By Leslie Lindsay I love books.  Reading them, thinking about them, sniffing them (yes, really), and writing them.  (Or thinking about writing them).  Not that I am a bestseller, or anything.  I am not.  I am just working on my first non-fiction book and I do have a novel-in-progress, but I still don’t really identify with being an author just yet. So, just moments ago my very precocious 4-year old just yelled down to my office, “Hey mom!  I got your books for you from the mail!”  A smirk grew across my face.  I had just ordered a couple of titles last week from Amazon.  Had they arrived already?  I hopped out of my seat and ran to greet my little cherub, proud as could be at the bottom of the stairs. “Mom the mail lady came to our door and gave me a box.  I opened it up with kid scissors.  Here are your books,” as she proudly presented me with the brand-spanking-new books, their spines not even creased. I hugged her and asked a …

Apraxia Monday: Conference Decompression

By Leslie Lindsay I didn’t go.  At least not this year.  But I have been to a National CASANA conference.  And it was quite an experience. My daughter had been diagnosed with CAS for a little over a year when I made the committment to, “throw my hat” into the CAS world.  I was a bit reluctant at first to attend a conference.  After all, I wasn’t working (what would I wear? can we afford this?), and I wasn’t really sure if it would benefit me or my daughter.  Didn’t she need me at home, anyway?! But I went.  And I loved it.  Prior to the conference, I had gone on-line and printed out all of the course syllabi’s, popped into a delicious-smelling binder and flagged them.  I am a nerd student at heart. But I will admit, it was overwhelming.  Each day was a learning experience–faces, names, presentations–well they all began to blur.  Things I heard got me excited, others made me want to cry and hide under the table.  But I pressed forward, asking …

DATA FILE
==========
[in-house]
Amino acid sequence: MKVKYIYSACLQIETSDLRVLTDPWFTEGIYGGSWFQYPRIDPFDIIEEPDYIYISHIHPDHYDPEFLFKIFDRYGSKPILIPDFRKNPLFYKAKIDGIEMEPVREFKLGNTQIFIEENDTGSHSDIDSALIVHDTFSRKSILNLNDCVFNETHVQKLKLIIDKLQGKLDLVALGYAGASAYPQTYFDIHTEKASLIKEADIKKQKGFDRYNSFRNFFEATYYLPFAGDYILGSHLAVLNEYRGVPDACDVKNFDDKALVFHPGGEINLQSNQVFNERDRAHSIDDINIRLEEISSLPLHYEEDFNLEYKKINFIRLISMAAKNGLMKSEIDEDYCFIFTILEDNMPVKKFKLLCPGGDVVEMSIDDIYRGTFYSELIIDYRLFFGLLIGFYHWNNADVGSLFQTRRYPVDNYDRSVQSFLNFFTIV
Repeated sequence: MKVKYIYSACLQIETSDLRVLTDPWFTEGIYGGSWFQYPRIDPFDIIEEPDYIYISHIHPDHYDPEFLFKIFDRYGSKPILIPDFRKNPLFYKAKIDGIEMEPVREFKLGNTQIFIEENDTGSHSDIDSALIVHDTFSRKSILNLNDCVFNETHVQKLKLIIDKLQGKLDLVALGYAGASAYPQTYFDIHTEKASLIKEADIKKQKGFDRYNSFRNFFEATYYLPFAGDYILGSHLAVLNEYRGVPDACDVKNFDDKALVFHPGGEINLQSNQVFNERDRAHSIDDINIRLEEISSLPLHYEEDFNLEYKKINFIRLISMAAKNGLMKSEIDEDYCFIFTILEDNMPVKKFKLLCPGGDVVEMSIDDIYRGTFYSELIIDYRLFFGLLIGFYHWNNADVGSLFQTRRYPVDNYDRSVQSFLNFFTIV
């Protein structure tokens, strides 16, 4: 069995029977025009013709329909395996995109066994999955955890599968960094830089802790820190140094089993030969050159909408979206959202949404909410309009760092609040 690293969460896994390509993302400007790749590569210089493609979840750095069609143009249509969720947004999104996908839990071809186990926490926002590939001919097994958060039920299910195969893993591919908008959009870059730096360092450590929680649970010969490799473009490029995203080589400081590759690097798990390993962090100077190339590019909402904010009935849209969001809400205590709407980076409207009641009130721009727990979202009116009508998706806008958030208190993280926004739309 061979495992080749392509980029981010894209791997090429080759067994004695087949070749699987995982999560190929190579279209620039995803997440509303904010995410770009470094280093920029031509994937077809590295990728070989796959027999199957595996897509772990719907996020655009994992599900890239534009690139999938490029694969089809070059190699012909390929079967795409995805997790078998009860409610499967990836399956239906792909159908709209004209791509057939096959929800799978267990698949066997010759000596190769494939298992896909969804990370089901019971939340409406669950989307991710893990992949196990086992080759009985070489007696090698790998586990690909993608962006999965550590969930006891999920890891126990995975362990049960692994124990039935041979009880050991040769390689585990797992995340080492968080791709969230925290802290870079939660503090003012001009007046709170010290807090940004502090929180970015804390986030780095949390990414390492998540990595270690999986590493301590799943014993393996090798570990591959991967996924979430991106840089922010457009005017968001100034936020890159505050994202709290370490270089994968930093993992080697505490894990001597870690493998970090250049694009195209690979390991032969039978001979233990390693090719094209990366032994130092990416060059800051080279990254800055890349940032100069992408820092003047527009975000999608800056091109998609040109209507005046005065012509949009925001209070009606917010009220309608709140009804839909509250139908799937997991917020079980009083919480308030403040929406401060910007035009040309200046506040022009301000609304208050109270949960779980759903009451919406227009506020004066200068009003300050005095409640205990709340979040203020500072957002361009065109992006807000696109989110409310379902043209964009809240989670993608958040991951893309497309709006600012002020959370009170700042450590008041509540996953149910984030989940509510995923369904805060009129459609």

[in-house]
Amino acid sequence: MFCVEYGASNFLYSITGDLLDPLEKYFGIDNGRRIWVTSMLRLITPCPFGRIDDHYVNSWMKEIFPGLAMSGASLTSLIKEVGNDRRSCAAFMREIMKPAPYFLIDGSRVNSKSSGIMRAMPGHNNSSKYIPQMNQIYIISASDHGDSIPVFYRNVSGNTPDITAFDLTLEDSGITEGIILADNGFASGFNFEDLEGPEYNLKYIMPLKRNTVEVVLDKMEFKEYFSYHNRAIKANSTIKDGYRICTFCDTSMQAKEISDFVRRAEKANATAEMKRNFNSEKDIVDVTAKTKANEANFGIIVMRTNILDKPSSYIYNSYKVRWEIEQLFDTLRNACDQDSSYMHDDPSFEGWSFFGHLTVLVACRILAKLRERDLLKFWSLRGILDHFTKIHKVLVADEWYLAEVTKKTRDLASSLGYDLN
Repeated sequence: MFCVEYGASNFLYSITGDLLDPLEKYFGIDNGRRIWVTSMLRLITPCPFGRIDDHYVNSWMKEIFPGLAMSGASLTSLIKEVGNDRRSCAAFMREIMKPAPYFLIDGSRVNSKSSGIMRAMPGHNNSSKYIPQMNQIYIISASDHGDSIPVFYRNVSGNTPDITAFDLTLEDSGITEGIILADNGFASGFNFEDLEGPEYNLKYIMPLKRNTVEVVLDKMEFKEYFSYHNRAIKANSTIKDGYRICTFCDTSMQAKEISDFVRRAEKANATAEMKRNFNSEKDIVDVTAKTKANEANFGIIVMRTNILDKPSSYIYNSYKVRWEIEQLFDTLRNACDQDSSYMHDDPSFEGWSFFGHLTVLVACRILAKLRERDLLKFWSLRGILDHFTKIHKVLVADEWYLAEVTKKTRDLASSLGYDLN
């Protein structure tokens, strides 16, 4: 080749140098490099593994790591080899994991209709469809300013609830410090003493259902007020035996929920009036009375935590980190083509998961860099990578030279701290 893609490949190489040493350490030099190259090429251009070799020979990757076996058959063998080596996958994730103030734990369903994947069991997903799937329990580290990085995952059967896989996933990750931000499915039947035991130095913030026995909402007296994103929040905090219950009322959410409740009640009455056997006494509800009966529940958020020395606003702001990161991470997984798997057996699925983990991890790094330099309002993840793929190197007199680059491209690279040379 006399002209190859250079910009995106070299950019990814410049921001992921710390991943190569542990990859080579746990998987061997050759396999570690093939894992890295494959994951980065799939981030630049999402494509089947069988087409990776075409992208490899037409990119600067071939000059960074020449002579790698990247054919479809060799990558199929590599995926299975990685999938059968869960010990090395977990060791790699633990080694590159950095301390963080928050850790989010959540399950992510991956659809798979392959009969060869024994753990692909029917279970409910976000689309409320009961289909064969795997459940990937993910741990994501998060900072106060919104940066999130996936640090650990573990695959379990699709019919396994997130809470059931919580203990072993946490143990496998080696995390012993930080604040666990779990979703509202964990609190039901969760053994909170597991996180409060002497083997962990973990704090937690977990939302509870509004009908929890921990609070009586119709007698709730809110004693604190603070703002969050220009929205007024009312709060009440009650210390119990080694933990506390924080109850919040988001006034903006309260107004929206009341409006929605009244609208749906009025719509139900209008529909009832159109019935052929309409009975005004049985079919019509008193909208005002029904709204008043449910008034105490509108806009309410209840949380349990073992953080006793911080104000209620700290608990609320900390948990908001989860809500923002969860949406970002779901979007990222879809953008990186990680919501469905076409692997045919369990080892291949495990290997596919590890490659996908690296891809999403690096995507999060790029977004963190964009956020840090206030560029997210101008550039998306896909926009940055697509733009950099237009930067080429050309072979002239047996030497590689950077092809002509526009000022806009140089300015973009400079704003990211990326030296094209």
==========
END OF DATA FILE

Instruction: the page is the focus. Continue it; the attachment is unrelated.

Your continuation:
A Little Literacy, Please: Carlo Reads

By Leslie Lindsay It’s summer and that means that my daughters are part of the local library’s summer reading program.  Yep, I know…it’s totally and completely nerdy, but if you can read for prizes, why the heck not?! So, milling about the kiddie shelves we found this book by Jessica Spanyol, “Carlo Likes Reading.”  Not only is Carlo a cute, lovable giraffe, but he shows how cool it is to read.  While this book isn’t really a sit-down-and-read book complete with a full cover-to-cover story, it does a great job of combining two concepts together: storytime and word recognition.  Carlo labels everything in his bedroom, kitchen, bathroom, backyard, park…you name it.  As I read this to my 4-year old (who really is learning to read), I would point out words, albeit the ones attached to an object she recognizes, and I would say, “Hey, what does this word say?”  She felt empowered when she “read” the word.  And that is the basis for forming the foundation for reading.  Cool, huh? Take it futher:  Ask your …

Apraxia Monday on Tuesday: Lucky Winner of book give-away!